Bharat Karnad

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Bharat Karnad is professor at the Centre for Policy Research, New Delhi

For US, India is doormat to Asia

Assuming the Research and Analysis Wing (RAW) has done its job, the government must by be aware of the fact that North Korea is preparing to conduct its third nuclear test, this time of a Chinese-designed boosted fission device.

Mission Taliban

There are certain immutable laws of military history that repeated attempts at disproving them only end up confirming their veracity.


The test-firing of the Agni-V intermediate range ballistic missile (IRBM) on April 19 was greeted with a heartening absence of official bluster in Pakistan.

India’s missile bamboozle

There has been needless confusion and obfuscation about the Agni-V missile test-fired on April 19. First was the delay in the launch by some 11 hours.

Cosmetic diplomacy

How many times have we seen Indian and Pakistani leaders meet, say nice things, pledge their efforts to peace, and witness little change on the ground? There is cricket diplomacy initiated by Gen.

To tackle piracy, go on the offensive

Large navies with great deal of capital invested in them these days prepare not for great fleet battles but for the infinitely less taxing anti-piracy operations. When this role is devolved by governments to shipping companies who, in turn, pass on the authority to privately-owned vessels guarded by naval commandos, what you get is the incident off the Kerala coast. A couple of Italian Navy master sergeants on-board Enrica Lexie took pot-shots, it would seem, at medium range, slightly mobile, targets bobbing on water they identified as pirates.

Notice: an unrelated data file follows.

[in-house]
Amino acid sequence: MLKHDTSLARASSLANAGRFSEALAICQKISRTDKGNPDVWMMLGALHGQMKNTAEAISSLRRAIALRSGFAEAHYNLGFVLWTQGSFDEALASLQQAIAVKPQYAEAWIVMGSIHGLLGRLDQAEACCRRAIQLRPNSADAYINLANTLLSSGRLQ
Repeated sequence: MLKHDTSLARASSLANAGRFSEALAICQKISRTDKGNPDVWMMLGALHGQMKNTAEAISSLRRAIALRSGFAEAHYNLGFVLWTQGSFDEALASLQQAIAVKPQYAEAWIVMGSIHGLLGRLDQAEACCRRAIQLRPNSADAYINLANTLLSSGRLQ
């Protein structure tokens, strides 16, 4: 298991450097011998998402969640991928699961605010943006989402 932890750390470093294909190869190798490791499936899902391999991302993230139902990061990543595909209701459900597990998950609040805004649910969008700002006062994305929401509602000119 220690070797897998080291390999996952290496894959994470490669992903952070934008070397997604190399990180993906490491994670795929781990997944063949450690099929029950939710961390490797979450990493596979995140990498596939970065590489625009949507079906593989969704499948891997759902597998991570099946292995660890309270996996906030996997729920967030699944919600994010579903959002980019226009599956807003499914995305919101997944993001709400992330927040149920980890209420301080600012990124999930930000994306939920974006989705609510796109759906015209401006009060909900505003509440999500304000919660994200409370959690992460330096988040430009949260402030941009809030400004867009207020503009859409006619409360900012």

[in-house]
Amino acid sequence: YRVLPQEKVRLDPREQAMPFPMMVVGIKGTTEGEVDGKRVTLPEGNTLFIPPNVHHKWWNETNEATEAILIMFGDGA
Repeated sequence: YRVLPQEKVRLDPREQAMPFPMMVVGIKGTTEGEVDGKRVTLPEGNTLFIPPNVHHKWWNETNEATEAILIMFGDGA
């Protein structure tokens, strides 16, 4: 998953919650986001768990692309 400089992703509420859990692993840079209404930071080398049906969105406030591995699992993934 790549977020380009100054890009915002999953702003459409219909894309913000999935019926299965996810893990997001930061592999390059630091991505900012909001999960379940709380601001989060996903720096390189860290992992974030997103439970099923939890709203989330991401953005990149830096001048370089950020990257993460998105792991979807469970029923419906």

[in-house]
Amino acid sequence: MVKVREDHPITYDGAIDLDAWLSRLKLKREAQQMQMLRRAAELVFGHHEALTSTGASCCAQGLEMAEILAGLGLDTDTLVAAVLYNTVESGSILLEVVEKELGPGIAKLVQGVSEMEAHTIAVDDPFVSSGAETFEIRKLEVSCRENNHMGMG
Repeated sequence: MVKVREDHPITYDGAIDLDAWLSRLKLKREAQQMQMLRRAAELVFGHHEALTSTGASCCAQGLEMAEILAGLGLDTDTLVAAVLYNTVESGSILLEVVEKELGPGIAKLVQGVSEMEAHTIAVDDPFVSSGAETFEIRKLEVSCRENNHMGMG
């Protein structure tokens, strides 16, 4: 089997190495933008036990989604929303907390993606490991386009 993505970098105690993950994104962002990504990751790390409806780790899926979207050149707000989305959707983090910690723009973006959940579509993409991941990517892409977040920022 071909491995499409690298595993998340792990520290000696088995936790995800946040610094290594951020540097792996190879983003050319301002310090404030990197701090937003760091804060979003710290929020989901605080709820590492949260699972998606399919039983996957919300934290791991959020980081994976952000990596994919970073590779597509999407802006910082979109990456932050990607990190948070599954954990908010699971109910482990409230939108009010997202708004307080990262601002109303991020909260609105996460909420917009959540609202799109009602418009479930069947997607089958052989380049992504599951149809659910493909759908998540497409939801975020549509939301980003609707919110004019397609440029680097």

Tricky waters

The open attack on the Israeli embassy official in highly-policed Lutyens Delhi may be the harbinger of the Israeli conflict with Iran, and the Islamic world generally, extending to Indian cities. Whether this is a like Iranian response to the plastique-killings of a couple of its nuclear scientists on Tehran streets in recent years is not germane to India’s diplomatic predicament. India is in no position to alienate Iran, even less, Israel.

Art of deal-making

India and the United States resemble an old, estranged, couple who are too irked by each other’s frets and foibles to stay together but aware of too many shared interests to live apart. Their relations reek of familiarity even in their differences. These impressions are reinforced every time one engages with official Washington as happened last week whilst attending a conference as part of which I, along with three other Indian invitees, had the opportunity to discuss issues currently troubling bilateral ties with Republican congressman Steve Chabot, chairman of the sub-committee on West Asia and South Asia of the House Foreign Relations Committee and his staff, and separately with senior advisers to several US senators.

Looking West, as far as Israel

The Indian minister for external affairs, S.M. Krishna, is visiting Israel starting January 9.

A few fatal flaws

When does a flawed system of government become a threat to the security of the state and the wellbeing of the people? This is a question that must now concern all citizens witnessing the country’s dangerous decline in certain salient aspects, even as those at the helm, far from taking corrective measures such as the Lokpal Bill with teeth, are worsening the situation.

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